Title IX anniversary marked by great progress
June 13, 2002
KALAMAZOO -- Title IX, the landmark legislation that mandated gender equity in all educational programs, was signed into law by President Richard Nixon on June 23, 1972. Since then, the measure has had a huge impact on women's athletics, says Dr. Jody Brylinsky, a WMU associate professor of health, physical education and recreation.
"It's had probably the largest social impact on women's participation compared to any other aspect of our society," Brylinsky says. "No doubt, without Title IX, we would not be where we're at today."
Brylinsky says statistics show there are five times more girls participating today in sports on the high school level than before Title IX. And its impact goes beyond competing as an athlete.
"It's really had a bigger effect, not only in terms of more girls and women participating in sport, but certainly more girls and women participating in those other aspects of sport -- coaching, officiating, administrating -- and I also believe just an interest in being physically active," Brylinsky says.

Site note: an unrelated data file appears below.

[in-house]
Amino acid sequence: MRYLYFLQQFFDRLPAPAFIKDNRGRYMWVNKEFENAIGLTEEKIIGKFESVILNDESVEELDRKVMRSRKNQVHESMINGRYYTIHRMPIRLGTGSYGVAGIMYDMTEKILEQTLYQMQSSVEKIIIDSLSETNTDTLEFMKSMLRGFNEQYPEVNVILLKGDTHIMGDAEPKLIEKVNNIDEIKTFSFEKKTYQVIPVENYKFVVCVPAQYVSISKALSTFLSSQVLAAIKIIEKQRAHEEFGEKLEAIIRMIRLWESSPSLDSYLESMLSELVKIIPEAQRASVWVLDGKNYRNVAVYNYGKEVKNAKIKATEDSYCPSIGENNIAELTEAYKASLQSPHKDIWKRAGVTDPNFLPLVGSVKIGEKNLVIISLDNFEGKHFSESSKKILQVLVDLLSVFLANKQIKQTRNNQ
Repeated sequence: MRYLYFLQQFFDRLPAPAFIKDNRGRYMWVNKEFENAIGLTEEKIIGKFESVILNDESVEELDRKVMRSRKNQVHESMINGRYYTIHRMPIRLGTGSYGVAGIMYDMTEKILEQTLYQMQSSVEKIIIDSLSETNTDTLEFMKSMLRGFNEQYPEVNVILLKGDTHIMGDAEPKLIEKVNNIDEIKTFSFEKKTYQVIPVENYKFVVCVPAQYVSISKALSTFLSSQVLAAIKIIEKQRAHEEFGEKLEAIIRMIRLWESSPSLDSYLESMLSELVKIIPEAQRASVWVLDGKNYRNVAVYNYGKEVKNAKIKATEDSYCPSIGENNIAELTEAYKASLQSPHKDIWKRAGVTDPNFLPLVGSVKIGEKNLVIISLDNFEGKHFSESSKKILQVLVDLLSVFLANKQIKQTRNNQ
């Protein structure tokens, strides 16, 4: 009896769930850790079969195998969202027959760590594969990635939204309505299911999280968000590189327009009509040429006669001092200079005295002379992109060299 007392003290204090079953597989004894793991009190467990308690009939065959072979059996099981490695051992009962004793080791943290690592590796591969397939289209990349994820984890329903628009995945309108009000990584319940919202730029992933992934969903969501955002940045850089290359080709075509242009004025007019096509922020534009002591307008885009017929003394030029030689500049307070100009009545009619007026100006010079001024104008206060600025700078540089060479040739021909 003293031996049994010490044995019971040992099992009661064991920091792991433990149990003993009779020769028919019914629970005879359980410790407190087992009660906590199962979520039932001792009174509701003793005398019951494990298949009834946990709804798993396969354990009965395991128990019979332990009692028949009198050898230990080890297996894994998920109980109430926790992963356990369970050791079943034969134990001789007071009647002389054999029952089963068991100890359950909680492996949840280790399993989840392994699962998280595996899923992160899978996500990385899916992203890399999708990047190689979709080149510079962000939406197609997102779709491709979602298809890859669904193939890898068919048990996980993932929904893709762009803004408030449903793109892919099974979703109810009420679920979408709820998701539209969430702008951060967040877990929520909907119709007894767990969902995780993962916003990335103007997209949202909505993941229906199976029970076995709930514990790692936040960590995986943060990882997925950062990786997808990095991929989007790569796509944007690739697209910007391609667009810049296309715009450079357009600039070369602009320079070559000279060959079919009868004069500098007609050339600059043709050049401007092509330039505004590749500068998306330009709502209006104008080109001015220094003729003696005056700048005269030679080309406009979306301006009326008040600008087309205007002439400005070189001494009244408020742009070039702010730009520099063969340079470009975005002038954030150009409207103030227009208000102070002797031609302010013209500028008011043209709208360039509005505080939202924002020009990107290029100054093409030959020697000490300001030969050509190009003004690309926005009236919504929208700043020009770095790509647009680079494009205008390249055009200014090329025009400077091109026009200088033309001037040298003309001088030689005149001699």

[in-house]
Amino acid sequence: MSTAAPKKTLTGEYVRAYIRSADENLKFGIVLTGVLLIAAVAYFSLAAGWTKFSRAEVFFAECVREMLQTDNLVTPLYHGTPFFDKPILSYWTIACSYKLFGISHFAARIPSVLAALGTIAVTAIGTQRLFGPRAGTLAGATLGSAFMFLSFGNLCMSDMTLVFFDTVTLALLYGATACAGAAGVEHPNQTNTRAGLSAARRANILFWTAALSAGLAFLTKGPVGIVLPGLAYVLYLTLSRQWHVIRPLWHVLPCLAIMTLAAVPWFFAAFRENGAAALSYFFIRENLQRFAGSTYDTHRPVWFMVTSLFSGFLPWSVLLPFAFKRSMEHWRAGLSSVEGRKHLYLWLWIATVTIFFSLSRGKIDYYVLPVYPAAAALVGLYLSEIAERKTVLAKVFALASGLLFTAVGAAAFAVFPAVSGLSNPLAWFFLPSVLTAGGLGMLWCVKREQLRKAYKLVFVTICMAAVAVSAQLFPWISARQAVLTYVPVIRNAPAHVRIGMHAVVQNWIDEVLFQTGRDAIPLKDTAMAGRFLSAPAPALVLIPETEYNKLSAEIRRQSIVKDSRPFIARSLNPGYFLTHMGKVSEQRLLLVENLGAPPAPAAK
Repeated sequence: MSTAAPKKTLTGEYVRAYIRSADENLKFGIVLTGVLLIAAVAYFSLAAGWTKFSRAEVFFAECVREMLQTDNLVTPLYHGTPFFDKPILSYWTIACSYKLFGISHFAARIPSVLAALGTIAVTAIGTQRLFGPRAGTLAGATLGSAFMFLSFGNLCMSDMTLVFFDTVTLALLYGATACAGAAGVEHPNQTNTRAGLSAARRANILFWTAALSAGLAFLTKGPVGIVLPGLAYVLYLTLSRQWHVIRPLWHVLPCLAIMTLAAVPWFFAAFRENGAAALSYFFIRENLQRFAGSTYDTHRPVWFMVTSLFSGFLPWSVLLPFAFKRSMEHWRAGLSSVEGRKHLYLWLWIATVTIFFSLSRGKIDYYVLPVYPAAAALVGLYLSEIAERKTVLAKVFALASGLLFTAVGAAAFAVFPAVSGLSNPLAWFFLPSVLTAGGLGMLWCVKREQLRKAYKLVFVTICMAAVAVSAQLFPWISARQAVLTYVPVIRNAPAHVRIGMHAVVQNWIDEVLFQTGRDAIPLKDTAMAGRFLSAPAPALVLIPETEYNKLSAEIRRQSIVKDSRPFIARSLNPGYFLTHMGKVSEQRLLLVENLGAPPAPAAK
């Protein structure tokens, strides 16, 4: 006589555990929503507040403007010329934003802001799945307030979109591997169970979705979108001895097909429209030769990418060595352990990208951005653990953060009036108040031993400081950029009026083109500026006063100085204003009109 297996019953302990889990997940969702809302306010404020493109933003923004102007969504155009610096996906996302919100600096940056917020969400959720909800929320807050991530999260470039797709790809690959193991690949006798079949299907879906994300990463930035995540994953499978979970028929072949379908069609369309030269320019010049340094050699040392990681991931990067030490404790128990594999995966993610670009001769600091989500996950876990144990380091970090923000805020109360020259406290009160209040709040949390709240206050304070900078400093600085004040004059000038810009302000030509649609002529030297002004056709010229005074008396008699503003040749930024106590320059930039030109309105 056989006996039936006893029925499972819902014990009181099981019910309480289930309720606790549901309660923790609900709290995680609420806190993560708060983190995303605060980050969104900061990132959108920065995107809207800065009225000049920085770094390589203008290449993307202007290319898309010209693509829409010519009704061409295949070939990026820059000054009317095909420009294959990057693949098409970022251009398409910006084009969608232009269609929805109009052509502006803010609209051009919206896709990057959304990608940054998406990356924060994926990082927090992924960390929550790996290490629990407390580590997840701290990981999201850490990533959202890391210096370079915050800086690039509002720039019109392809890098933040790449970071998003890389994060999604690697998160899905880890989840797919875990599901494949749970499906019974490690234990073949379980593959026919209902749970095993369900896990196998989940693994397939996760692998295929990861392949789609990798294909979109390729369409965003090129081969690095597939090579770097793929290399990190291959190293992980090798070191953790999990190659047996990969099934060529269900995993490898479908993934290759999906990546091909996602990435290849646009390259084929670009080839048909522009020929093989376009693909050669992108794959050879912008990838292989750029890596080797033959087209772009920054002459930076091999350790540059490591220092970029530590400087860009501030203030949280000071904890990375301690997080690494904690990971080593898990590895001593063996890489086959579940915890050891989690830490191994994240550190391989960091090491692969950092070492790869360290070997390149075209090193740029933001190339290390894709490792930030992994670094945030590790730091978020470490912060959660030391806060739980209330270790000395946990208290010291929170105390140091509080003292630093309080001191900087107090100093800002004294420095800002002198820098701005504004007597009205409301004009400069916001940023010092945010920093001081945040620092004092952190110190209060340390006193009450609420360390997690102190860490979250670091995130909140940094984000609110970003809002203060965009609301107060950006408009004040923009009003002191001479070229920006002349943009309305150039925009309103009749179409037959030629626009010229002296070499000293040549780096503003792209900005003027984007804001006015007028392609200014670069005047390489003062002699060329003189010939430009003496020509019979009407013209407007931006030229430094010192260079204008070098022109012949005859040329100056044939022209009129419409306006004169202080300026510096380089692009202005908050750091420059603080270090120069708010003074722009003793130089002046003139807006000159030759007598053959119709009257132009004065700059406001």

But the battle for true gender equity is still not over, Brylinsky adds. Ironically, fewer women are actually in coaching positions today than when Title IX was enacted because the growing interest in girls' and women's athletics has attracted many more male coaches.
"What we've seen is a steady decline in the number of women being offered coaching opportunities for women," Brylinsky says. "Pre-Title IX, 90 plus percent of the coaching and the leadership involved in women's sports was done by women," she says. "Now the statistic is less than 50 percent."
Media contact: Mark Schwerin, 269 387-8400, email@example.com